Republic Services’ latest round of sustainability reporting was released Tuesday, with signs of progress toward the company’s long-term goals.
The Arizona-based company rolled out multiple new environmental, social and governance targets in 2019, with its greenhouse gas emissions reduction plan later receiving approval by the international Science Based Targets initiative — a certification at least one other competitor is also now pursuing. Republic’s latest Task Force on Climate-related Financial Disclosures report took an expanded look at physical risks within the next decade-plus — specifically how rising temperatures could affect employee safety and changes in precipitation could affect facilities.
Republic also reported on ongoing efforts to cut employee fatalities, improve injury rates, raise employee engagement scores and grow charitable giving levels.
Here is the progress, from 2017 baselines, on its environmental targets through last year:
Goal: Reduce Scope 1 and 2 emissions 10% by 2025, 35% by 2030
Update: 9% reduction from 2017 through 2021
Republic has restated its emissions back to 2017 to account for impacts from acquisitions (amid an active expansion period in recent years), divestitures and adopting the Solid Waste Industry for Climate Solutions emissions accounting standard. SWICS, developed by waste companies and academics in 2007, has already been adopted by some others in the industry who feel it better represents their efforts to mitigate landfill emissions through gas capture and cover practices. Some in the industry feel other modeling tools overstate landfill emissions, while the U.S. EPA has previously disagreed.
Following the recalculation, Republic’s 2020 Scope 1 emissions increased slightly (from 13.21 million metric tons of carbon dioxide equivalent to 14.07 million). The company’s 2021 Scope 1 emissions were 13.64 million, with 11.95 million from landfills and 1.45 million from fleet.
While 21% of Republic’s fleet is currently powered by natural gas, the company is more focused on electrification as a long-term strategy. It reported a handful of electric collection vehicles deployed in Idaho and North Carolina during 2021, with more expected this year.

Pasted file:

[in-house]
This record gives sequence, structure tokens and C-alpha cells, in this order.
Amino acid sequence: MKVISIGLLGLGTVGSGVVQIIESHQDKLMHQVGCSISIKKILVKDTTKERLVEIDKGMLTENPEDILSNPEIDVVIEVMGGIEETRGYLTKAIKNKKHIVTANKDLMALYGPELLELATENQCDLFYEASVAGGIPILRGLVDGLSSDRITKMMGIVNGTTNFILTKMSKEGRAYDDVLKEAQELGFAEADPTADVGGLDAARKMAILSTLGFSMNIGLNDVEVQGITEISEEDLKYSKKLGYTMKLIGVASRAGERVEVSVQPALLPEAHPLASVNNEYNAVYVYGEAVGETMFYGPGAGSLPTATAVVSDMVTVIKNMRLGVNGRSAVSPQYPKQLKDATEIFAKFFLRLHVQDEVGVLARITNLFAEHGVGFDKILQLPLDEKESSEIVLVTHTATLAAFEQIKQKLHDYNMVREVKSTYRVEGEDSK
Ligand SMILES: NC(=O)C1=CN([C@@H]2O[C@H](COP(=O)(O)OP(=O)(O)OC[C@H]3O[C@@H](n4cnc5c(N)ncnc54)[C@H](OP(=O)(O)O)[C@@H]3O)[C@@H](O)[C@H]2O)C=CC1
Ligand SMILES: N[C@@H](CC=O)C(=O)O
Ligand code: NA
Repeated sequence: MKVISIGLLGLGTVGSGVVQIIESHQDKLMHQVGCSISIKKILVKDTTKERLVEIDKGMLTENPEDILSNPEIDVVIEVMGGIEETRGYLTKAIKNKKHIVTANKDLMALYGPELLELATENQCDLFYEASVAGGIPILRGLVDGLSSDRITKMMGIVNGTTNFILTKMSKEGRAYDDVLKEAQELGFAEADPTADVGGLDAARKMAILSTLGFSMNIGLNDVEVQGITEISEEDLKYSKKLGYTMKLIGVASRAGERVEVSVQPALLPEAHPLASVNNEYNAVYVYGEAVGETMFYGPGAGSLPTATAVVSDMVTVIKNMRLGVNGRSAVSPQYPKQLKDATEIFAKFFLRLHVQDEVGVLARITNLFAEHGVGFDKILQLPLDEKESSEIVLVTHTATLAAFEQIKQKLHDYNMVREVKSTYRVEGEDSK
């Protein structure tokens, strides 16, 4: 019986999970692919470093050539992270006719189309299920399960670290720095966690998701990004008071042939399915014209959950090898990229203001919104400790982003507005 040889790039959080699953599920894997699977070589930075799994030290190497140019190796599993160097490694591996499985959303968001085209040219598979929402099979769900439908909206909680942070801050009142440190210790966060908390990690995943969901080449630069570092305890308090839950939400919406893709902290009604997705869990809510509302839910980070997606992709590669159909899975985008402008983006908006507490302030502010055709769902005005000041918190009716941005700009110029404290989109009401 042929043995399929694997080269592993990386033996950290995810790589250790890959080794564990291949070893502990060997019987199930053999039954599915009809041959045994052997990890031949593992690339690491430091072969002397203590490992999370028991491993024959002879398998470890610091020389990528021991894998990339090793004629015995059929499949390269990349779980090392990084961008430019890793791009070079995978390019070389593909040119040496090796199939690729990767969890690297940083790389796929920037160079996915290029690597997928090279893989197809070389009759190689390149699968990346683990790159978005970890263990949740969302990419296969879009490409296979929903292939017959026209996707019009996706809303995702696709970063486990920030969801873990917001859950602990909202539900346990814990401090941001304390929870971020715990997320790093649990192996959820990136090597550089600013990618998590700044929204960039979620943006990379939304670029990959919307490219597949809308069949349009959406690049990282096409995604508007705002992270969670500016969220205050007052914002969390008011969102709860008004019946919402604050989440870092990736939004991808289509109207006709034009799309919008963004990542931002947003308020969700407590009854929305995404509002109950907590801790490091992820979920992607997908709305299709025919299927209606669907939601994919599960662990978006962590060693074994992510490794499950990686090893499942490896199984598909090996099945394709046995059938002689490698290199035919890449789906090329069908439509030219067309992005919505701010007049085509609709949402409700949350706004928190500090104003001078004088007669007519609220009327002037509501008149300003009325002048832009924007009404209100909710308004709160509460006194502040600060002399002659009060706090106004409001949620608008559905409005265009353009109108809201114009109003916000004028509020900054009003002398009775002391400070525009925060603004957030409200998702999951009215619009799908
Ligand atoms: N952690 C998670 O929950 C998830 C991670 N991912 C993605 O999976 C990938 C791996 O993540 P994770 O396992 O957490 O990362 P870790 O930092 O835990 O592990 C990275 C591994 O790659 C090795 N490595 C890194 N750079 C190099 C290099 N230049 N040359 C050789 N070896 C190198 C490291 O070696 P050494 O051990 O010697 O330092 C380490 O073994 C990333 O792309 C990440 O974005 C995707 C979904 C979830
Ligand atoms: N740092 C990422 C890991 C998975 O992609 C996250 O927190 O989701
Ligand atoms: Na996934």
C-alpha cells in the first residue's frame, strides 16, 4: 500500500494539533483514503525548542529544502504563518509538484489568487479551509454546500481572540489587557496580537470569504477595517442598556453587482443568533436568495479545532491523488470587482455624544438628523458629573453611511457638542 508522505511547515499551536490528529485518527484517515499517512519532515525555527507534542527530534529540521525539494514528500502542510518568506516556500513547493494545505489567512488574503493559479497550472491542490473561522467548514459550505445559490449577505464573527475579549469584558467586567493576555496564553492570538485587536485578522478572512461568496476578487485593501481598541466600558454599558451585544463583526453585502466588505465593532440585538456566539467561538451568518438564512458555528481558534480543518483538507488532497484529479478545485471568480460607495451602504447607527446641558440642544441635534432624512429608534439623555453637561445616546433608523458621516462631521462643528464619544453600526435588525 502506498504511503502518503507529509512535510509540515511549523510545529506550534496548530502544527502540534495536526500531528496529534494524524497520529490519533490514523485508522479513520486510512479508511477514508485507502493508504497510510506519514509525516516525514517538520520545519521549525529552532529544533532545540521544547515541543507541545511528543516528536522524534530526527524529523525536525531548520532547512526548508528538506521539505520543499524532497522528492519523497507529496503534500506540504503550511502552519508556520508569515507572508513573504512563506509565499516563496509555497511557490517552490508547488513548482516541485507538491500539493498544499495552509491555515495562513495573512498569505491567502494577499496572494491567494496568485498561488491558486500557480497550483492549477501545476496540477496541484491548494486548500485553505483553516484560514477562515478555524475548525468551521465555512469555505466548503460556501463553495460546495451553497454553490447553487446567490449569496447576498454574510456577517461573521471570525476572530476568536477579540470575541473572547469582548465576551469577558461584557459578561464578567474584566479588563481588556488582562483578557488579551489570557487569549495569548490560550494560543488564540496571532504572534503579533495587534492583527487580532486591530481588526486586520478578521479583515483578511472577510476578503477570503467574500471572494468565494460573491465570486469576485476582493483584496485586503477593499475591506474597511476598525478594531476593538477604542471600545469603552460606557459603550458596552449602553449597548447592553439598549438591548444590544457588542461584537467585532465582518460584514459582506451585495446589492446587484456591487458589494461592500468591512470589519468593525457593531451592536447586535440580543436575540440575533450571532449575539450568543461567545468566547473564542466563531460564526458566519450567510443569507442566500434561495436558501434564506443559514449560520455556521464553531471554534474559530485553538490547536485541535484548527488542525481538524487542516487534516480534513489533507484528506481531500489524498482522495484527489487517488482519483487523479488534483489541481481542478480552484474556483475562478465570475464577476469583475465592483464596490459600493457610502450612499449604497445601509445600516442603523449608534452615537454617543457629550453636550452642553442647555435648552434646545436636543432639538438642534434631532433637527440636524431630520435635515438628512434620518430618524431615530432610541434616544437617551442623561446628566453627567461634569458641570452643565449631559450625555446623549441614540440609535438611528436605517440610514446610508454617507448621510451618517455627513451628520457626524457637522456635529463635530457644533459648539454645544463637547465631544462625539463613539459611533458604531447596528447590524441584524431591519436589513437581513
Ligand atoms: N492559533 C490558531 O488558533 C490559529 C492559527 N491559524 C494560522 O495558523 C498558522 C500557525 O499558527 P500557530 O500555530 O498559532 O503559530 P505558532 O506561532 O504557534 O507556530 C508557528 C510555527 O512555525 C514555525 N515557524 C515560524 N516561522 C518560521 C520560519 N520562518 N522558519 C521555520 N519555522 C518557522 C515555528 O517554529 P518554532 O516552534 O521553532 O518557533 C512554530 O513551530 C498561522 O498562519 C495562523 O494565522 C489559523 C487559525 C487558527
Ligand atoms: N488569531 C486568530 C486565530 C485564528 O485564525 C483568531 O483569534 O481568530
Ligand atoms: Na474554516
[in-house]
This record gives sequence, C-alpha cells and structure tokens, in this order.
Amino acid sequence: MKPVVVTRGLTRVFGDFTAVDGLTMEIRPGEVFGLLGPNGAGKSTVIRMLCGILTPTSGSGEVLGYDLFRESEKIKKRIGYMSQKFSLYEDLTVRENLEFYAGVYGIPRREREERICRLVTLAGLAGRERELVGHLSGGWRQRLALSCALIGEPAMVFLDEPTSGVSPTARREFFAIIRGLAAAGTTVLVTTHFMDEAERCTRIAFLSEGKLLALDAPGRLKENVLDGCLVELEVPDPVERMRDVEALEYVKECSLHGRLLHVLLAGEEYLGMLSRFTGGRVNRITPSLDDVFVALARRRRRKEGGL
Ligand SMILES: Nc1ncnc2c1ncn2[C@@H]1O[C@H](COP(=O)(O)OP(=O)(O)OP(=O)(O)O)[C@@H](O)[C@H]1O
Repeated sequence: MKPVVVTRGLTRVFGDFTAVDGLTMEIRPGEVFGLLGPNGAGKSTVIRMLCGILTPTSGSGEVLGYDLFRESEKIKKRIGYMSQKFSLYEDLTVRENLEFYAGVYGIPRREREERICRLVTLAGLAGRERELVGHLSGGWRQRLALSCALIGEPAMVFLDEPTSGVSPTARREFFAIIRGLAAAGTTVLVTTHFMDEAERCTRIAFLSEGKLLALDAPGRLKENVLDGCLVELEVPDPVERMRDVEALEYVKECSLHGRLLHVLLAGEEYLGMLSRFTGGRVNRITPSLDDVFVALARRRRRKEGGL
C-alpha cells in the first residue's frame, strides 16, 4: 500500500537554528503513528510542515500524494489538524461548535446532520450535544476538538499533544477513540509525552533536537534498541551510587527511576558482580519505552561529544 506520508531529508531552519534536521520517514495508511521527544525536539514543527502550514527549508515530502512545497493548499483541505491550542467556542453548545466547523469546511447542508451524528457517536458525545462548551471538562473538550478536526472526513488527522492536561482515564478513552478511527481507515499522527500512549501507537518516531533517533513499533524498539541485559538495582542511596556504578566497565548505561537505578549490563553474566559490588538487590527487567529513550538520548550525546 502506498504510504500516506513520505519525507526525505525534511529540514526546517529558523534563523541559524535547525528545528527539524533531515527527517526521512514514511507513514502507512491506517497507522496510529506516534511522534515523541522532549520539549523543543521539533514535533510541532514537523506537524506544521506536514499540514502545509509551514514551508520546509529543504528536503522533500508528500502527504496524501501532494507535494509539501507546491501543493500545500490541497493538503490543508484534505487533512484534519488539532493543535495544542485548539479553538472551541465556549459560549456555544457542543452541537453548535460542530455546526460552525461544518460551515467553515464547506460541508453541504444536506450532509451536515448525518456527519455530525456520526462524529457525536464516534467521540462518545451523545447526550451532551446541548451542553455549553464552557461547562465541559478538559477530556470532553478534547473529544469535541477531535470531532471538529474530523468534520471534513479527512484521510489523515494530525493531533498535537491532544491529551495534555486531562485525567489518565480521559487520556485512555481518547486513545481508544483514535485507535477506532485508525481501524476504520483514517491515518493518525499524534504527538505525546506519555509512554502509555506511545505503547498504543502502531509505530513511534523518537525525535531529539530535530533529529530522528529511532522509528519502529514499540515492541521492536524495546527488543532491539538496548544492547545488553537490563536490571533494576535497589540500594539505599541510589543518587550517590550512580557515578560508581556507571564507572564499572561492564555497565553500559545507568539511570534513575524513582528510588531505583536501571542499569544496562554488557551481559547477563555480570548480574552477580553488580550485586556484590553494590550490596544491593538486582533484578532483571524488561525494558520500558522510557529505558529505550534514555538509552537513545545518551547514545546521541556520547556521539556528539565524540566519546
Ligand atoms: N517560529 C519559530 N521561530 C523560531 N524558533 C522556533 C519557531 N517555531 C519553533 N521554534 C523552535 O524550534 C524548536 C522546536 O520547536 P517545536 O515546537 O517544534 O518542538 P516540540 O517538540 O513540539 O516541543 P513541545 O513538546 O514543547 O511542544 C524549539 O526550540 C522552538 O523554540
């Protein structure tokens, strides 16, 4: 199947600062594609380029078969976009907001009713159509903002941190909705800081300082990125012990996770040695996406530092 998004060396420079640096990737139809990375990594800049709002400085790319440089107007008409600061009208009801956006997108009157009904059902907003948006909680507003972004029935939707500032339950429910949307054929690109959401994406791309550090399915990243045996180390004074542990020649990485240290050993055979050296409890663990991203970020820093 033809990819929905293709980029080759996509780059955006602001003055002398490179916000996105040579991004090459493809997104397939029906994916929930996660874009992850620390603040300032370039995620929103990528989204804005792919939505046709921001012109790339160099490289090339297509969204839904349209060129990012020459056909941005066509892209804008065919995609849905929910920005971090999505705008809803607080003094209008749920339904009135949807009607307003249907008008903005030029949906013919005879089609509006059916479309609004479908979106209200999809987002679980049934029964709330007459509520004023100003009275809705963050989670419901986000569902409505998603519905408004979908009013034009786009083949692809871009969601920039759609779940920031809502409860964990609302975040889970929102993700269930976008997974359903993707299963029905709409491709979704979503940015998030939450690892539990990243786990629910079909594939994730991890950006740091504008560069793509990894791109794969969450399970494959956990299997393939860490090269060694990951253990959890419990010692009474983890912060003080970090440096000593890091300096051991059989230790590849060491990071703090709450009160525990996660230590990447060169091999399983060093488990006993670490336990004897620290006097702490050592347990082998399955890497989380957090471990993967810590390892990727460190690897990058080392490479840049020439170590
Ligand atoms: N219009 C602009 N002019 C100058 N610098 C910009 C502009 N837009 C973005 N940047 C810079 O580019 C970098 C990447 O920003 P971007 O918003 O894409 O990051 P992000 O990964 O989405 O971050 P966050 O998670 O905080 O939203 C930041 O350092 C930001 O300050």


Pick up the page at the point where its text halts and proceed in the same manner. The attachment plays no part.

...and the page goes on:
Goal: Increase beneficial reuse of biogas 50% by 2030, to 110.1 billions of standard cubic feet (bcf)
Update: 76.2 bcf in 2021, up from 72.1 in 2020
Republic reported involvement with 69 landfill gas-to-energy projects through 2021, with 56% of the gas captured last year being flared and 44% used for energy. Going forward, boosted in part by a joint venture with Archaea Energy on 39 renewable natural gas projects, the company aims to be “capturing and beneficially reusing” 70% of its landfill gas by 2027.
Goal: Increase “recovery and circularity” of key materials by 40% on a combined basis by 2030, to 3.4 million tons
Update: 2.6 million tons recovered in 2021, same as 2020
Republic defines these priority commodities as “cardboard, metals, plastics, organics, and paper,” an update from a prior definition that also included “biogas and oil.” Its report touts plans for multiple plastics recycling facilities, including one launching next year in Las Vegas, as a key driver. It also cites growing investments in organics recycling, due in part to policy pushes such as California’s SB 1383 law.
According to a disclosure report, Republic provided recycling service to 75% of its municipal and open market residential customers and 26% of its small- or large-container commercial customers in 2021. Organics service was provided to 25% of residential customers and 2% of commercial customers. In a separate disclosure, Republic estimated a 12.3% diversion rate for recycling and organics from the 47.2 million metric tons of material sent to its own landfills. Overall, Republic managed 101.6 million metric tons of waste in 2021.
Read our ESG report tracker for more on disclosure standards and emissions trends among U.S. waste and recycling companies.